60.5% Increase to Conversions

  1. Donors who got both direct mail and email saw a 60.5% lift in response rate in the mail compared to the mail-only group. The multichannel audience had a 23.9% response rate, compared to 14.9% for mail only.
  2. Donors who got just emails had a 90.6% lower response rate in the mail than the mail-only group. This audience had just a 1.4% response rate.

Not only that, people who got the multichannel treatment were also more likely to give online too. That means the worst option is to send people only email! More on that in another article.

This boost from multi-channel fundraising can be seen across the entire direct mail program. According to another study we ran, donors who receive emails give roughly 25 percent more annually than those who get only direct mail.

While we don’t necessarily expect these exact results in every campaign or for every organization, we can conclude that sending followup emails strengthens rather than cannibalizes direct mail.

This was originally posted on Medium and can be found here.

About the author:

Nathaniel Ward

Nathaniel Ward

Nathaniel is the Counselor for Fundraising Strategy and Innovation at The Heritage Foundation.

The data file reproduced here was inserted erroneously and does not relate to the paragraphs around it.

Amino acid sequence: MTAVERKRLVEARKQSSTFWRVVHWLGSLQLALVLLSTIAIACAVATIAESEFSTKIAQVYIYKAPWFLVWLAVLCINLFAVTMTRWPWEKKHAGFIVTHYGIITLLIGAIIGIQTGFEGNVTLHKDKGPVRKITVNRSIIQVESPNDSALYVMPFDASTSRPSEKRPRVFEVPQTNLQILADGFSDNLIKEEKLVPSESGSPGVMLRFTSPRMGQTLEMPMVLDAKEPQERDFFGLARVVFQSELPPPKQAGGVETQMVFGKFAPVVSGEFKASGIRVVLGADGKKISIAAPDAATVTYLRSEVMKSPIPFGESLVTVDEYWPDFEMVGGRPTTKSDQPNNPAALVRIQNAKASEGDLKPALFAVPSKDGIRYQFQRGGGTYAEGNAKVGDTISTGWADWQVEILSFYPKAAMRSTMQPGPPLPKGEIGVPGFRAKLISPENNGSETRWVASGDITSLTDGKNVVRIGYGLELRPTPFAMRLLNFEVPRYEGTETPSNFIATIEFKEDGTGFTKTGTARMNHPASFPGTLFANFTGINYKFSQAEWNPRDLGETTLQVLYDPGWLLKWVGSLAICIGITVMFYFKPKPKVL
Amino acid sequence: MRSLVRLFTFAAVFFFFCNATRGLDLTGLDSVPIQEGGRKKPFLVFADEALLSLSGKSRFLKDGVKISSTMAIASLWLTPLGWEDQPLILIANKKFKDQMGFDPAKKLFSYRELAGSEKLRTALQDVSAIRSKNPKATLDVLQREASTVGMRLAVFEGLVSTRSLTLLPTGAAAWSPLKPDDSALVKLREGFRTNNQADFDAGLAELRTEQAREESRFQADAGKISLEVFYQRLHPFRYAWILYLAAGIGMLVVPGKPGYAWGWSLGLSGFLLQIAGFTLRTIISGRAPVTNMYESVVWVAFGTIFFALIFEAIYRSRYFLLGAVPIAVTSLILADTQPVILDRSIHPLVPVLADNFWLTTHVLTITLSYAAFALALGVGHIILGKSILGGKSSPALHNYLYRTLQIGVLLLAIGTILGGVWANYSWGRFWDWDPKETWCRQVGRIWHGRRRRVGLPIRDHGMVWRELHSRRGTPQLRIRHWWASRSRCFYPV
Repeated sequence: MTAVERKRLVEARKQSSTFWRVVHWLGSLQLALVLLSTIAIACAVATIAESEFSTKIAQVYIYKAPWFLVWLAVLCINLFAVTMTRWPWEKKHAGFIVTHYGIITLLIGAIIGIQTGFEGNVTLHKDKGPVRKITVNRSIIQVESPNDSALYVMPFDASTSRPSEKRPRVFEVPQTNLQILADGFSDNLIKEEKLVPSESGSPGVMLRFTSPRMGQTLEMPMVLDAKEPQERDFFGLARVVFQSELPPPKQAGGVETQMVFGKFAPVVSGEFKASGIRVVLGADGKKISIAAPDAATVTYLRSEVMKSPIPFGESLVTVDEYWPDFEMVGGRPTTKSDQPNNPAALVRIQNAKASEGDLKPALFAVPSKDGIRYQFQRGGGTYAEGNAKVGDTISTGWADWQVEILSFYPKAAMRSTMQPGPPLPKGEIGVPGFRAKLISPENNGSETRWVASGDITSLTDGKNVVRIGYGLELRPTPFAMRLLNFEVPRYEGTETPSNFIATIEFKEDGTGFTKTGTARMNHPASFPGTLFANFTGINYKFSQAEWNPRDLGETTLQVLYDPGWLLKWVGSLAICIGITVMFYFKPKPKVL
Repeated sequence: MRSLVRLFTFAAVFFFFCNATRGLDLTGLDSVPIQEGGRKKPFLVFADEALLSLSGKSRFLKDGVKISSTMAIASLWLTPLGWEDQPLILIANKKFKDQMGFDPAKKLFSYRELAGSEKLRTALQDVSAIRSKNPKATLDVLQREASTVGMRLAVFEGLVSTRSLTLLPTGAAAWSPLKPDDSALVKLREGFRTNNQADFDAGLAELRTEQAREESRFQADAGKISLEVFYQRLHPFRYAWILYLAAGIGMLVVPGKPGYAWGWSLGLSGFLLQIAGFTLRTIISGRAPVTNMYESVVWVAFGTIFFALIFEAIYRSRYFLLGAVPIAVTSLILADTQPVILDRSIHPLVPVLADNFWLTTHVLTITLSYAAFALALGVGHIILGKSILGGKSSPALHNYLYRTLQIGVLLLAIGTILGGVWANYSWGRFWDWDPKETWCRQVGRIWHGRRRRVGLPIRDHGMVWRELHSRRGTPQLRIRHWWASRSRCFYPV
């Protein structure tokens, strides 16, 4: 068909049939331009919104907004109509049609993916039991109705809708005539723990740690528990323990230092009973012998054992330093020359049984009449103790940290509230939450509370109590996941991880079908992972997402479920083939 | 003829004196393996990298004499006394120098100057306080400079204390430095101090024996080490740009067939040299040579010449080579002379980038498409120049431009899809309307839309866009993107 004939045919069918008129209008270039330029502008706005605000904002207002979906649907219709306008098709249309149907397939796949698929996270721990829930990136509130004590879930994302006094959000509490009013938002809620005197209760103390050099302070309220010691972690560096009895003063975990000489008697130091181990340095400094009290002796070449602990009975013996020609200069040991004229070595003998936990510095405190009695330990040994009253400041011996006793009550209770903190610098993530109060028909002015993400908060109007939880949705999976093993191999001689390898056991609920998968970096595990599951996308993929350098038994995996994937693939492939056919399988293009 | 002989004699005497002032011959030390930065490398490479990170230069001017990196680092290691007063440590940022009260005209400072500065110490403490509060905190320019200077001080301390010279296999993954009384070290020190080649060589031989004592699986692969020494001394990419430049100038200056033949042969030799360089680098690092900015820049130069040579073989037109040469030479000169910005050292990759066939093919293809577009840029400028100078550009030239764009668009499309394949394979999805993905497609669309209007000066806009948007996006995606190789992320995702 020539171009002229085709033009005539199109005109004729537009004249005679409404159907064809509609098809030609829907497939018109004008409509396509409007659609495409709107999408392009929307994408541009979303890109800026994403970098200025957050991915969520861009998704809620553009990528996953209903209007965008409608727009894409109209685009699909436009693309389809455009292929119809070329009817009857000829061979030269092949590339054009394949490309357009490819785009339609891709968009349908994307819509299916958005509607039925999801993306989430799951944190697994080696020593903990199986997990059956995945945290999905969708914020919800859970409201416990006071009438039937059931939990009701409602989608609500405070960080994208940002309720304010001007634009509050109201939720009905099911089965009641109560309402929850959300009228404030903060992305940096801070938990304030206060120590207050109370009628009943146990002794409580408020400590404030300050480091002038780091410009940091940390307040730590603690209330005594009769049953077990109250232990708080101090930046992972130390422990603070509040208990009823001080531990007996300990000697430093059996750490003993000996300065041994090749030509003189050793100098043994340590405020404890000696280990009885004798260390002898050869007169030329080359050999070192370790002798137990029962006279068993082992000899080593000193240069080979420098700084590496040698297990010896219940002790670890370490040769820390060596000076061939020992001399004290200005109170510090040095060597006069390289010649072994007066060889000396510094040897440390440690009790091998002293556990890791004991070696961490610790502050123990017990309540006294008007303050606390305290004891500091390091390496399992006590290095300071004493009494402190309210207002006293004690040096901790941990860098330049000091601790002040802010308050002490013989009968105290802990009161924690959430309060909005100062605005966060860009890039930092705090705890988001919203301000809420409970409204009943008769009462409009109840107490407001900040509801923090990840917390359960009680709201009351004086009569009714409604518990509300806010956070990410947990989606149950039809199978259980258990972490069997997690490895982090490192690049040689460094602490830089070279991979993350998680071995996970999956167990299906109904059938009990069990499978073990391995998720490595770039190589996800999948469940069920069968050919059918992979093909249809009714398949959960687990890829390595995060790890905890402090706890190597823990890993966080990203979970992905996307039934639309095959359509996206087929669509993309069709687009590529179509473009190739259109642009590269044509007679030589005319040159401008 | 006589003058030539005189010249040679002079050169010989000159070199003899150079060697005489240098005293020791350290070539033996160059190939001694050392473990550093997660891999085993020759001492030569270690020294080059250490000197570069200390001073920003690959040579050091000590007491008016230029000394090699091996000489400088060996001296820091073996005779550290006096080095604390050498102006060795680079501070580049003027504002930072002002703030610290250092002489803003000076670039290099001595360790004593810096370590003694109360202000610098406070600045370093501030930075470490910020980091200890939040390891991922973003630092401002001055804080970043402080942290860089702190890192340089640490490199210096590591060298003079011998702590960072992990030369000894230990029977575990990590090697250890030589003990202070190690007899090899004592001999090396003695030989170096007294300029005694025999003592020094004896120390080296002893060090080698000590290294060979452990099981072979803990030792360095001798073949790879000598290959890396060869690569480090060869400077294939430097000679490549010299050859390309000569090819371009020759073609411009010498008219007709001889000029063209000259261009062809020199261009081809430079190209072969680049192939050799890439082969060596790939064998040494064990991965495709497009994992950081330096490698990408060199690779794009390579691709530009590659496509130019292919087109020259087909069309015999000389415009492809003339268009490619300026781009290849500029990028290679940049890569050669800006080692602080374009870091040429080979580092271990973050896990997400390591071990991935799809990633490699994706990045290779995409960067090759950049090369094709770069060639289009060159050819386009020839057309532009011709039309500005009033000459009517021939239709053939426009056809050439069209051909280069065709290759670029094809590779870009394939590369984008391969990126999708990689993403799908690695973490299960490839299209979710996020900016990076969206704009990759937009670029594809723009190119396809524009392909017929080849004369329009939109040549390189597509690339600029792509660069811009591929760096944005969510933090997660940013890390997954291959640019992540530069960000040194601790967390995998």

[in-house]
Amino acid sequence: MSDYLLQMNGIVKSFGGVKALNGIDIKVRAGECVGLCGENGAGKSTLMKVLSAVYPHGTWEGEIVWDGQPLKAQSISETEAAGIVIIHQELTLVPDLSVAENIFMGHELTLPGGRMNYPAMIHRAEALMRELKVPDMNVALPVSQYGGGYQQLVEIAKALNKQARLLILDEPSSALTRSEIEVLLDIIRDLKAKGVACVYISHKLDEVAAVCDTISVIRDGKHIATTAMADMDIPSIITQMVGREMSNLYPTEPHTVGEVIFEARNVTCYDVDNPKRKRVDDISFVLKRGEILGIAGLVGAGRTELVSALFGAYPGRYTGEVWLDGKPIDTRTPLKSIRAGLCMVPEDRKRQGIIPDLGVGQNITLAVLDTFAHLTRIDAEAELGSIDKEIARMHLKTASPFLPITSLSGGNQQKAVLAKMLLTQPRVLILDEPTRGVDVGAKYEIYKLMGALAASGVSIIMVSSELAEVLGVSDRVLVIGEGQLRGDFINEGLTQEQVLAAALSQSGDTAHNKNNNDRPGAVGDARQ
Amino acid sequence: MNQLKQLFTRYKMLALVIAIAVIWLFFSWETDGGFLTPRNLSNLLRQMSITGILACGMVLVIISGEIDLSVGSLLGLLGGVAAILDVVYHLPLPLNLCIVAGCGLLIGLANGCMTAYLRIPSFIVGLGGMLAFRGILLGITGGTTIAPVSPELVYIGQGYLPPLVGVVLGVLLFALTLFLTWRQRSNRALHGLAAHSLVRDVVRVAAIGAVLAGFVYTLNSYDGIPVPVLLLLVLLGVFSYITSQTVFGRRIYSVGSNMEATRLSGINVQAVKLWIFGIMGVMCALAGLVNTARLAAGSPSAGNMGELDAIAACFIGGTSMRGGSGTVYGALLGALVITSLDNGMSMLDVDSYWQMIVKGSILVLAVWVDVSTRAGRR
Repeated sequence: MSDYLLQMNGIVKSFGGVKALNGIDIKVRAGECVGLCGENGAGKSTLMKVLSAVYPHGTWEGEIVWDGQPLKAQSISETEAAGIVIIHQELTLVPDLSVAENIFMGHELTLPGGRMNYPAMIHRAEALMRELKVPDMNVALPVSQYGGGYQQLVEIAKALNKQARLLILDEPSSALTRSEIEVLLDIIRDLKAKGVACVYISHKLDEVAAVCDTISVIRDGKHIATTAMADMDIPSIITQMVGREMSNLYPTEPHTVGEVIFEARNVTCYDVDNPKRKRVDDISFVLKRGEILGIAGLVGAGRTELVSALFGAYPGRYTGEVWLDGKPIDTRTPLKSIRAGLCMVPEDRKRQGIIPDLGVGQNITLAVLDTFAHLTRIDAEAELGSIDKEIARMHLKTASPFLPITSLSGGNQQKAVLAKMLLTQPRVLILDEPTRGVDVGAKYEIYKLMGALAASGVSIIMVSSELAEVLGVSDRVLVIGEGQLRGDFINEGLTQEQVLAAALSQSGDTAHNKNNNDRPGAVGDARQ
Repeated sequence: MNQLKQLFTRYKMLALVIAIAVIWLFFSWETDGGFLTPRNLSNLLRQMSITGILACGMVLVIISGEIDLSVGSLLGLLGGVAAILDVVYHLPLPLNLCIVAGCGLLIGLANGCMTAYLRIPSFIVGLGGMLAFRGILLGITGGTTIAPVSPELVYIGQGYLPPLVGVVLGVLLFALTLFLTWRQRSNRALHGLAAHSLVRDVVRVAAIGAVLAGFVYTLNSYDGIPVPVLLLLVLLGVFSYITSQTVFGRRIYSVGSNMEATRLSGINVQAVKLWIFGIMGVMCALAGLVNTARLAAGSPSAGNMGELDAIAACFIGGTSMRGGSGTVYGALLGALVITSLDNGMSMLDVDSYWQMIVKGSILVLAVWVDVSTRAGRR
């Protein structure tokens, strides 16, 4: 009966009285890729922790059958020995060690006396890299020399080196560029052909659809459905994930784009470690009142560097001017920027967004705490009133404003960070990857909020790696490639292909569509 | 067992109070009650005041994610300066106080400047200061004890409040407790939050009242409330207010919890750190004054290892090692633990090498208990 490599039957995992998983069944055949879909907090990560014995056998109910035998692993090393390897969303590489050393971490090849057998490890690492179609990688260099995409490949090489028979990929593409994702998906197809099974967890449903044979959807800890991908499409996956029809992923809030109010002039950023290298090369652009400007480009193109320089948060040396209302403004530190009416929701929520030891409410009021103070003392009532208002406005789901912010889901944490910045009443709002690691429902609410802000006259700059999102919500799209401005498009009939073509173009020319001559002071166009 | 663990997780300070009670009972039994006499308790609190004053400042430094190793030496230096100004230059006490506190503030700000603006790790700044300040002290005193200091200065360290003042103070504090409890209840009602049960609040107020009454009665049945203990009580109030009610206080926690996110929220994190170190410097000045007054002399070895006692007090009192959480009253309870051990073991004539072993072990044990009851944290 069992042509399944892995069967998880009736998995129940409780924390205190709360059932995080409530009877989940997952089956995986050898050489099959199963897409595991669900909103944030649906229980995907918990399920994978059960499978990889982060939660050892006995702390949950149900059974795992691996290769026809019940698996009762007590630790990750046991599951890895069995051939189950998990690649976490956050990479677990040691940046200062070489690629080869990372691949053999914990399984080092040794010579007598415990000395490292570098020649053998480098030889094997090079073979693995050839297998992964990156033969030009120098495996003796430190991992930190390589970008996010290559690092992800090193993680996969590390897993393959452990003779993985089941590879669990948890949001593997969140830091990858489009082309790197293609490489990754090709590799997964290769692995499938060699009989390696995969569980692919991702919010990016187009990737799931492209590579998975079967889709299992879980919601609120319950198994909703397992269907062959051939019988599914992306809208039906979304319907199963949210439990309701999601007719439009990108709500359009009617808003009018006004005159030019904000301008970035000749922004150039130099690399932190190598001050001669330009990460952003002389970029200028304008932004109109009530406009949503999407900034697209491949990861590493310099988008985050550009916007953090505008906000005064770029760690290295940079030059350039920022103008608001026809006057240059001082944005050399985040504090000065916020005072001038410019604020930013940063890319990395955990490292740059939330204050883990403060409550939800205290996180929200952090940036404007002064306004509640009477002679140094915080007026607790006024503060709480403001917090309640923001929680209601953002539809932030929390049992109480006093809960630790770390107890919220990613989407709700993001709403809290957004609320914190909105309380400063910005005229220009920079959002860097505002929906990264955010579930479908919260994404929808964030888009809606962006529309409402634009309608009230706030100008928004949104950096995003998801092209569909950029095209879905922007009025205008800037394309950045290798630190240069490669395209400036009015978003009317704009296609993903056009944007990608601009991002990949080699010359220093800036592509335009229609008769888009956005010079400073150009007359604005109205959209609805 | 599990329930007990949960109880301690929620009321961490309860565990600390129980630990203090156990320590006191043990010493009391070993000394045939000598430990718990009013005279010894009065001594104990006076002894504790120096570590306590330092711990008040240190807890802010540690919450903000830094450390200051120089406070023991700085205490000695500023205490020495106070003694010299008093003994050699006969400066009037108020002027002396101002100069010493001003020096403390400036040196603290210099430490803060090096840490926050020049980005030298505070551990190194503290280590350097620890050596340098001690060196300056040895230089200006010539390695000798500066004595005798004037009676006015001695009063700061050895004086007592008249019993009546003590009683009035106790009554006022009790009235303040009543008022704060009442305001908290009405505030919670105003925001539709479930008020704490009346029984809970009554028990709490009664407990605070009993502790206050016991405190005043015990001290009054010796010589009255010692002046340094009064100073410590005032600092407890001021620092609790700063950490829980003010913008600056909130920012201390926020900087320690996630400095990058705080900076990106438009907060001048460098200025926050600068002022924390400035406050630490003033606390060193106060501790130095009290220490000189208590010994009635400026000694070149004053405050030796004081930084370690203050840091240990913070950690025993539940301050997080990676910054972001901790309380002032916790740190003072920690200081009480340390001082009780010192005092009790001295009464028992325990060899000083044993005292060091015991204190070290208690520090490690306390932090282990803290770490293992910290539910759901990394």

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3 Ways to Have a Stronger Fundraising Program in 2017

Published by Kari Wilson

Can you believe it’s 2017 already?! While 2016 had its ups and downs, it’s now time to focus on the new year ahead – and how you can make this the best year yet for your nonprofit. Here are three ways you can start the year off strong.

3-ways-to-have-stronger-fundraising

Be transparent with your donors.

This may seem like an obvious point, but it is one that is very important. Your donors trust you to steward their money well and you must show them you are doing so. By “transparent” we mean both financial AND program transparency.

Financial Transparency:

Yes, you have to release a 990 every year which shows how you are allocating your funds, but your donors are not going to sit and read through that long document. Make sure you give your donors an easy way to digest how you are investing their money. Create a graph, chart, infographic etc. And if it looks like you spent more in say, fundraising, than expected, explain why. Your donors love your mission and giving them a peek behind the curtain creates a sense of belonging and teamwork.

Program Transparency:

This is about showing IMPACT. Not only do donors want to know what percentage of donations you spent on your fundraising software, but they want to know how many people you’ve helped, wells you’ve dug, animals you’ve saved etc. If you create an annual report, that’s a great start. Pull information from there so that you can use it in your fundraising materials, put an infographic on your website – anything that allows your donors to easily see the impact their giving is having.

A great example of this is from our friends at Poetice. Check out their annual report.

January is the perfect time to start collecting this data. So let your program staff know to start keeping track of their impact or assign a specific person to do this. Either way, make sure that you start 2017 off right.